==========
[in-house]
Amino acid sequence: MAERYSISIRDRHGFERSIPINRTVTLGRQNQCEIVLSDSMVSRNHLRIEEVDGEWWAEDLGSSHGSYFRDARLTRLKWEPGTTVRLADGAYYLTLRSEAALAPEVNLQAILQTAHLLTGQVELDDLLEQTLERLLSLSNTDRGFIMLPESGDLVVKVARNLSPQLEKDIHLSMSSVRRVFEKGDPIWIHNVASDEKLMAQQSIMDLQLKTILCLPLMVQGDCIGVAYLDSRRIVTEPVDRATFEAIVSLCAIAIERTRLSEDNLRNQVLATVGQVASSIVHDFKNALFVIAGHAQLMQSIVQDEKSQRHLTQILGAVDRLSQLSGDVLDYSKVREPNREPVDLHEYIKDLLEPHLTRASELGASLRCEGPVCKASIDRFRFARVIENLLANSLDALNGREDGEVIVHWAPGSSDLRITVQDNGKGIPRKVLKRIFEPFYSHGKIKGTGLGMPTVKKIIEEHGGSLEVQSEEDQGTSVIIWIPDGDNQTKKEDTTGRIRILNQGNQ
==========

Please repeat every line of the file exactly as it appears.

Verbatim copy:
[in-house]
Amino acid sequence: MAERYSISIRDRHGFERSIPINRTVTLGRQNQCEIVLSDSMVSRNHLRIEEVDGEWWAEDLGSSHGSYFRDARLTRLKWEPGTTVRLADGAYYLTLRSEAALAPEVNLQAILQTAHLLTGQVELDDLLEQTLERLLSLSNTDRGFIMLPESGDLVVKVARNLSPQLEKDIHLSMSSVRRVFEKGDPIWIHNVASDEKLMAQQSIMDLQLKTILCLPLMVQGDCIGVAYLDSRRIVTEPVDRATFEAIVSLCAIAIERTRLSEDNLRNQVLATVGQVASSIVHDFKNALFVIAGHAQLMQSIVQDEKSQRHLTQILGAVDRLSQLSGDVLDYSKVREPNREPVDLHEYIKDLLEPHLTRASELGASLRCEGPVCKASIDRFRFARVIENLLANSLDALNGREDGEVIVHWAPGSSDLRITVQDNGKGIPRKVLKRIFEPFYSHGKIKGTGLGMPTVKKIIEEHGGSLEVQSEEDQGTSVIIWIPDGDNQTKKEDTTGRIRILNQGNQ